4 February 2011 -- Day 4

  • That Boden Dress That Cynthia Also Has: Boden (UK)
  • Magenta Cardigan: Talbots
  • Grey Tights: HUE
  • Brown Riding Boots: Franco Sarto, via Zappos
  • Grey Stretchy Belt: F21
  • Necklace: David Yurman, gifted

You may need to adjust your monitors…there’s a whole lot of bright going on! While I tend to try to tone down this quite bright Boden dress with more neutral accessories (grey and/or winter white cardigans, winter white scarves, etc.), I ended up loving the for-some-reason-hilarious combination of loud-on-loud in this outfit. The (exceeding) brightness gave me a bit of a pick-me-up on a long, dark day of being on call in class, running errands and writing about the arcana of Congressional investigations (whatever poor soul had to digitize these videos to put them on youtube…thanks. You’re my superhero.). I liked the way this longer cardigan mixes up the proportions of this dress and gives it a little more shape than it would otherwise have. As an added bonus, it disguises the under-bust seam, which allows for visually easier belting.

In a slightly contrived segue from all that visual noise, Katy asked us this week about another kind of noise reduction: how we decide which blogging “Events” or memes to participate in. So, without further ado, this week’s Friend Friday questions:

1. With all the blogging events out there how do you determine which ones to participate in and which ones to avoid?

I try to make decisions about what to participate in based on (1) the time I have available and the other content I’m trying to produce, (2) my mission, and (3) the contents of my closet. Some of these decisions are easy (while I’m thrilled with what Linda and Liz are doing on Everybody, Everywear, I don’t own any Breton stripes, so I didn’t participate), but others are more complicated. When I can, I make these decisions on a periodic basis: for example, if I’ve got a Rule Breaking outfit for Monday or the Friend Friday questions resonate with me and fit with my other criteria for inclusion, I’ll participate, and otherwise I’ll take a pass.

2. Be honest, have you ever jumped on the bandwagon of some blogging movement/event for the wrong reasons? How did that turn out?

I suppose I haven’t been blogging long enough to have had this experience, but this may also depend on whether you think of as “the wrong reasons.” For me, participating in and interacting with the blogging community is important, so to the extent that that’s been a motivator, it’s hard for me to see it as an improper one!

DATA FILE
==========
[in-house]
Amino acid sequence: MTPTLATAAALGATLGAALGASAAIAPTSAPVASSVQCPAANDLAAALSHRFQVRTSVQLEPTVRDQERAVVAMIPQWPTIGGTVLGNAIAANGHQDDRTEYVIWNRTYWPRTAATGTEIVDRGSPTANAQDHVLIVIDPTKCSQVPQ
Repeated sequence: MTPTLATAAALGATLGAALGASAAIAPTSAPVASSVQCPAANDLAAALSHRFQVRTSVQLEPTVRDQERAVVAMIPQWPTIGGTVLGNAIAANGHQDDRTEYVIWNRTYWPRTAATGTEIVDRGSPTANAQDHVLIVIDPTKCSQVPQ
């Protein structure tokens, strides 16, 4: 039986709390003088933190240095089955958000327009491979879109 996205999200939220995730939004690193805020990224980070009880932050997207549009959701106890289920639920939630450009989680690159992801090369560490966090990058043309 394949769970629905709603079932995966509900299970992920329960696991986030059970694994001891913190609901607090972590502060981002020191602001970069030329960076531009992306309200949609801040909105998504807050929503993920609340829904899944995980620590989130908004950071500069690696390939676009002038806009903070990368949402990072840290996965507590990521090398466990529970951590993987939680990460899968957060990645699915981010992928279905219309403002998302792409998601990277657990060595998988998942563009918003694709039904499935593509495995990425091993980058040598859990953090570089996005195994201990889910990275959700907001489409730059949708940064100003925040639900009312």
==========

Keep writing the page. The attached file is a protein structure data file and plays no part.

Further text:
3. How do you give your own flair to a blog event while still maintaining the general mission and purpose?

In addition to photos, I include a fair amount of written content, so I try to put my “twist” on the event in the commentary I provide on the outfits and items and the questions I ask of my readers. Among other things, I’m concerned about the aesthetics and politics of style, the intersections of fashion, feminism and body image, personal style in transitional life moments, and building a remixable, functional, appropriately-forward-looking wardrobe on a budget — fundamentally, that’s my mission, and I try to weave these issues in to the “spin” I put on posts that are part of a blog event.

4. When determining the best content for your blog what criterion do you keep in mind?

  • Does it fit with my mission?
  • Does it fit with my closet?
  • Do I have time?
  • Does it afford me an opportunity to connect with other bloggers?
  • Will it encourage my creativity or my remixing skills, and discourage consumerism?
  • How will it affect my other content plans for the duration fo the challenge?

5. While everything will not suit your blog, how do you try and support your fellow bloggers who are participating in something worthwhile but not your style?

While my time isn’t unlimited, I definitely try to reach out to bloggers who are working on projects I’m supportive of, either by commenting or plugging their project on my blog. I think everyone’s choices about what to participate in and what content to include on their blog are deeply personal, and I respect other bloggers’ choices, even if they aren’t always things that would work for me.

4 February 2011 -- Day 4

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3 February 2011 -- Day 3

  • Printed Silk Scarf: vintage Burberry, mommed
  • White Striped Tee: Columbia Sportswear, hand-me-down from SIL E.
  • Navy Ponte Trousers: Banana Republic
  • Brown Metallic Loafers: Naturalizer, via DSW
  • Silver Woven Belt: UO

While this outfit wasn’t nearly as far out of my comfort zone as yesterday’s, it still pushed my boundaries in other ways. A combination of sore feet and a relative lack of creativity yesterday morning landed me with an unexpected conundrum: given the options available, could I wear pants and flats at the same time, and do so in a manner that felt as soft and comfortable as I was hoping to be?

I ended up with this combination, which includes some new-ish proportions for me: with my long-ish torso, relatively short overall height and relatively short legs, I tend not to wear long-waisted tops, particularly not with pants, and I rarely wear non-skinny pants with flats. I’ve tried to bring the visual focus back up with the belted scarf, which reclaims my waist from the expanse of white tee-shirt, while adding some visual interest with the bold scarf print and unconventional pattern mix. It violates the Stacey and Clinton proviso of always dressing to create the tallest, leanest hourglass figure possible, but wins bonus points for enabling me to look like I really wanted to get dressed today…even though I felt like I went to class (and my marathon of subsequent meetings) in my pyjamas.

What do you wear when you don’t feel like getting dressed? How has this evolved over time as your style has evolved and grown?

3 February 2011 -- Day 3